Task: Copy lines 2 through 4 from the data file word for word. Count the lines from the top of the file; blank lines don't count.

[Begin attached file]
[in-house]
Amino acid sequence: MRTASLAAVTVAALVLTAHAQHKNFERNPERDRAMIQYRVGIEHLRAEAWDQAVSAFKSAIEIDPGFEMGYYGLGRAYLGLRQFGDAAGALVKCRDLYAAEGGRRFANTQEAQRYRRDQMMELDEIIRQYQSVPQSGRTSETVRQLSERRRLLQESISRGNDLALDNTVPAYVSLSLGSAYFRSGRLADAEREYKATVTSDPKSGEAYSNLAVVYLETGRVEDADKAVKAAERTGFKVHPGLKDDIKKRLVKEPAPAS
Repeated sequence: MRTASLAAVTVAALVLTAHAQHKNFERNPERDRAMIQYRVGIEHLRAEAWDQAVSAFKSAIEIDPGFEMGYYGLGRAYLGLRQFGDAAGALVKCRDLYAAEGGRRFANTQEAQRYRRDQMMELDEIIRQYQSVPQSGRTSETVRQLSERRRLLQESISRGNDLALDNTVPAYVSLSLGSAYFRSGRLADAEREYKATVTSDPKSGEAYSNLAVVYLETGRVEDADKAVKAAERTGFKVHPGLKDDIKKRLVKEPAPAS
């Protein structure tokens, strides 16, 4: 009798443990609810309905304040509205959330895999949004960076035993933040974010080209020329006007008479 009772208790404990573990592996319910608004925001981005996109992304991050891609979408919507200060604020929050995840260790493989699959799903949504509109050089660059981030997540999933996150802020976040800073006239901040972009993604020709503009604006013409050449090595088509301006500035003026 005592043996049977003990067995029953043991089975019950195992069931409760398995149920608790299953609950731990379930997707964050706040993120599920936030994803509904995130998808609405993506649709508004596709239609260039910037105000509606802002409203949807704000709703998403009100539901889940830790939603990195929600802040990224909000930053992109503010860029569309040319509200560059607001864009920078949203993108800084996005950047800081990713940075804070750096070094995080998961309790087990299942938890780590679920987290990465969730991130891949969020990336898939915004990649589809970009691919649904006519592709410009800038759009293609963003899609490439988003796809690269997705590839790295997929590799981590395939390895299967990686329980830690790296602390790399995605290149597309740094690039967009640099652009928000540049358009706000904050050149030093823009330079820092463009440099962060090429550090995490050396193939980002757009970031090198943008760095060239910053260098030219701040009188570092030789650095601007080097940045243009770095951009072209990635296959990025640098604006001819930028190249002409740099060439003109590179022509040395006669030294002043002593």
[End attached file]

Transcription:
Amino acid sequence: MRTASLAAVTVAALVLTAHAQHKNFERNPERDRAMIQYRVGIEHLRAEAWDQAVSAFKSAIEIDPGFEMGYYGLGRAYLGLRQFGDAAGALVKCRDLYAAEGGRRFANTQEAQRYRRDQMMELDEIIRQYQSVPQSGRTSETVRQLSERRRLLQESISRGNDLALDNTVPAYVSLSLGSAYFRSGRLADAEREYKATVTSDPKSGEAYSNLAVVYLETGRVEDADKAVKAAERTGFKVHPGLKDDIKKRLVKEPAPAS
Repeated sequence: MRTASLAAVTVAALVLTAHAQHKNFERNPERDRAMIQYRVGIEHLRAEAWDQAVSAFKSAIEIDPGFEMGYYGLGRAYLGLRQFGDAAGALVKCRDLYAAEGGRRFANTQEAQRYRRDQMMELDEIIRQYQSVPQSGRTSETVRQLSERRRLLQESISRGNDLALDNTVPAYVSLSLGSAYFRSGRLADAEREYKATVTSDPKSGEAYSNLAVVYLETGRVEDADKAVKAAERTGFKVHPGLKDDIKKRLVKEPAPAS
């Protein structure tokens, strides 16, 4: 009798443990609810309905304040509205959330895999949004960076035993933040974010080209020329006007008479 009772208790404990573990592996319910608004925001981005996109992304991050891609979408919507200060604020929050995840260790493989699959799903949504509109050089660059981030997540999933996150802020976040800073006239901040972009993604020709503009604006013409050449090595088509301006500035003026 005592043996049977003990067995029953043991089975019950195992069931409760398995149920608790299953609950731990379930997707964050706040993120599920936030994803509904995130998808609405993506649709508004596709239609260039910037105000509606802002409203949807704000709703998403009100539901889940830790939603990195929600802040990224909000930053992109503010860029569309040319509200560059607001864009920078949203993108800084996005950047800081990713940075804070750096070094995080998961309790087990299942938890780590679920987290990465969730991130891949969020990336898939915004990649589809970009691919649904006519592709410009800038759009293609963003899609490439988003796809690269997705590839790295997929590799981590395939390895299967990686329980830690790296602390790399995605290149597309740094690039967009640099652009928000540049358009706000904050050149030093823009330079820092463009440099962060090429550090995490050396193939980002757009970031090198943008760095060239910053260098030219701040009188570092030789650095601007080097940045243009770095951009072209990635296959990025640098604006001819930028190249002409740099060439003109590179022509040395006669030294002043002593």